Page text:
The Second District holds representation of a shareholder in a derivative action does not create an attorney-client relationship between the shareholder’s attorney and the corporation.
Randall Miller and Chih Teh Shen established Arnon Development Group, Inc. (Arnon) to develop real estate. When the relationship floundered, Shen retained John R. Walton to represent his interests. The parties filed a number of actions and counter-actions to resolve their dispute. Among the lawsuits filed, Walton represented Shen in a derivative action filed on behalf of Arnon. This prompted Miller to file a motion to disqualify Walton in the related lawsuits on the premise that Walton represented the interests of the corporation in the derivative action, and could not simultaneously prosecute claims against Arnon in the other proceedings.
The Court of Appeal upheld the trial court’s denial of the disqualification motion. A motion to disqualify implicates a client’s right to chosen counsel, an attorney’s interest in representing a client, the financial burden on the client to replace counsel, and the specter of tactical abuse. The court’s paramount concern must be to preserve public trust in the scrupulous administration of justice and the integrity of the bar.
Where an attorney’s conflict is the simultaneous representation of opposing parties the primary value at stake is the attorney’s duty, and the client’s legitimate expectation, of loyalty. Disqualification is automatic.
Although a derivative claim is a property right that belongs to the corporation, no case holds that the shareholder’s attorney enters an attorney-client relationship with the corporation simply by filing the derivative action. A predicate to a derivative action is the corporation’s refusal to pursue the claim. Thus, the shareholder’s attorney is acting against the corporation’s wishes.
Because the corporation is the ultimate beneficiary it must be joined in the action, typically as a nominal defendant. If the shareholder’s attorney represented the corporation, there would be no need for the derivative action, as the corporation itself would be pursuing the shareholder’s claims.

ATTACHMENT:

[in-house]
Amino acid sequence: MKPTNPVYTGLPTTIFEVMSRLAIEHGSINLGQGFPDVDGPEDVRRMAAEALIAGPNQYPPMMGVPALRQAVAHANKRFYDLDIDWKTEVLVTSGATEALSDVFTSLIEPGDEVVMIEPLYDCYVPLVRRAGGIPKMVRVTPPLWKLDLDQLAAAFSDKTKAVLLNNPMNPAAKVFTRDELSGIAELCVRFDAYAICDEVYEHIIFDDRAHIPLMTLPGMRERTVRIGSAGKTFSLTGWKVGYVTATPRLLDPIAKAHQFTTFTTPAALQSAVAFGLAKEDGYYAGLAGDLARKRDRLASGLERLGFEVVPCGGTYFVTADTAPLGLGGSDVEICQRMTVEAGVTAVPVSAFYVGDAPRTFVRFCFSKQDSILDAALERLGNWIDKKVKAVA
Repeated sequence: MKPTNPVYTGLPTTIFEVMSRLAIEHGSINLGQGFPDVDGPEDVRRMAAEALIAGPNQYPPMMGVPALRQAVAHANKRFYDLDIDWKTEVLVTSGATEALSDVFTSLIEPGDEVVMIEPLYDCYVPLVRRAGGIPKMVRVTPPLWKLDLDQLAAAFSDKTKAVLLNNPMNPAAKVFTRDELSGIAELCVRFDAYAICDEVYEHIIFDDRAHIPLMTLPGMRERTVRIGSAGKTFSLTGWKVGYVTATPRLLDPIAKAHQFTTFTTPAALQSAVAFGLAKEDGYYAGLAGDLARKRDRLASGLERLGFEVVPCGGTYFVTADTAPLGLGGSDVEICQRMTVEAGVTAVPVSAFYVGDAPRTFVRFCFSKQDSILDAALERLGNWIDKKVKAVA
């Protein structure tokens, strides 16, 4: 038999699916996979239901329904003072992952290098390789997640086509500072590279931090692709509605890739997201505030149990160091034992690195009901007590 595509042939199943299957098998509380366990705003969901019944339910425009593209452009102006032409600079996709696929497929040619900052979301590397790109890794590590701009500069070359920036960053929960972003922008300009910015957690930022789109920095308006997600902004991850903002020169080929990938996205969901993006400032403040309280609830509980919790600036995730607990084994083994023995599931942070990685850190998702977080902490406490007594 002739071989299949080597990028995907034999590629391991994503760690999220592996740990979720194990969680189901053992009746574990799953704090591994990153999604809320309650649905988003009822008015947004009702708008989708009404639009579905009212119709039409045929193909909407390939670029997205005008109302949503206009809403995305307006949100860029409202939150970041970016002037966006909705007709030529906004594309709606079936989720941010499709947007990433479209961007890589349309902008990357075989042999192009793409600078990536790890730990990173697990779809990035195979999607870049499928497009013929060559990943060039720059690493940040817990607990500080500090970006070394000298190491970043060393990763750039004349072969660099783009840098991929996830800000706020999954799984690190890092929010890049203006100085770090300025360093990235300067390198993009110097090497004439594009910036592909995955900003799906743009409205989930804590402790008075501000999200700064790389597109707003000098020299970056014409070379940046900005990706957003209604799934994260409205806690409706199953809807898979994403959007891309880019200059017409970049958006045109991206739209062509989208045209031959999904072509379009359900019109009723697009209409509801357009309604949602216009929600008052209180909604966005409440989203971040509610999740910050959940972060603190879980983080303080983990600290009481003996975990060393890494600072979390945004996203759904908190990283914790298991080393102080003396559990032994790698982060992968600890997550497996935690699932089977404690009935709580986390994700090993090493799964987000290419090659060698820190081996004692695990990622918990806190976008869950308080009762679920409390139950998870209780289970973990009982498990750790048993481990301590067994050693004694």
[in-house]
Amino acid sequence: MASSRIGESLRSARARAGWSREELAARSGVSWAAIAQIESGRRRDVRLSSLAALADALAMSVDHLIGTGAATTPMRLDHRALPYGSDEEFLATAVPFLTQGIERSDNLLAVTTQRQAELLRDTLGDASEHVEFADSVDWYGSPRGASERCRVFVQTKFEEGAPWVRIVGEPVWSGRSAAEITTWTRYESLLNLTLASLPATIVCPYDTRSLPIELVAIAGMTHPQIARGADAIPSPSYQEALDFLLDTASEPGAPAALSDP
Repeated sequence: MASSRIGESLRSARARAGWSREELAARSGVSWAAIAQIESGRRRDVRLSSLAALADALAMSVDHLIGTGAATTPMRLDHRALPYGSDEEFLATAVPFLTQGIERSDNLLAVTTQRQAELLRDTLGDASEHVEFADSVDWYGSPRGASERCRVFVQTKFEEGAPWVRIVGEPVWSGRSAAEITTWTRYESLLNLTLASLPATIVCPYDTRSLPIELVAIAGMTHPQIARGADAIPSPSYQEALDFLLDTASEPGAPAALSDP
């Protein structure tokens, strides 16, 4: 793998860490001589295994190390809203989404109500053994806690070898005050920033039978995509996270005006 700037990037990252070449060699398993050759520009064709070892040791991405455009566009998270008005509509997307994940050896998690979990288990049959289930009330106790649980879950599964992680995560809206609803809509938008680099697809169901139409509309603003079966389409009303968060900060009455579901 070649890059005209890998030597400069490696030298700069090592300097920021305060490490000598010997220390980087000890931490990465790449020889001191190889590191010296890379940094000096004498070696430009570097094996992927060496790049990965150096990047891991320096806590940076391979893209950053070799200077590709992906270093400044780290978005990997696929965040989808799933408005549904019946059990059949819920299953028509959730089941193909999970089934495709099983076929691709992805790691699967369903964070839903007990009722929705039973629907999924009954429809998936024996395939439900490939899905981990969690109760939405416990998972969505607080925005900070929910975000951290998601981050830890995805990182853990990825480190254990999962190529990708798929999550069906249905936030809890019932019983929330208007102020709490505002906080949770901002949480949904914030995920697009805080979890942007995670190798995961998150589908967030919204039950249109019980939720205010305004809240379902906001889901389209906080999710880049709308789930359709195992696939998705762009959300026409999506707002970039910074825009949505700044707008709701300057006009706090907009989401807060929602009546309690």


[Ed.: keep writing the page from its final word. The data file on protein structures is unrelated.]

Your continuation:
The court was not persuaded by Miller’s argument that because a shareholder in a derivative action substantively acts as guardian ad litem for the corporation, Walton’s representation of Shen rendered him attorney for the corporation. Even if the analogy is apt, there is no case law that holds an attorney for a guardian is also attorney for the ward. A guardian ad litem’s role is merely to oversee the attorney’s work to ensure the child’s legal interests are protected. Thus, the guardian oversees an independent attorney for the child, not the attorney representing the guardian himself. Because Walton has no attorney-client relationship with Arnon, Shen cannot be charged with overseeing a Walton-Arnon relationship.
The court distinguished other cases in which a close examination of the facts revealed an attorney actually engaged in simultaneous representation of conflicting interests. For example, attorneys who represent shareholders in a derivative action cannot also represented members of a class action against the corporation since the interests of the corporation and the class members directly conflict.
Walton’s duty of fidelity and confidentiality did not create a conflict absent an attorney-client relationship between Walton and Arnon. Although there are circumstances where and attorney is in a position of trust and confidence with a non-client, Walton did not have such obligations to Arnon. Walton was not a director of Arnon nor did he have access to Arnon’s confidential information.
Comment: Courts watch carefully for disqualification motions filed for tactical reasons. Where there is no substantive conflict, disqualification is not warranted.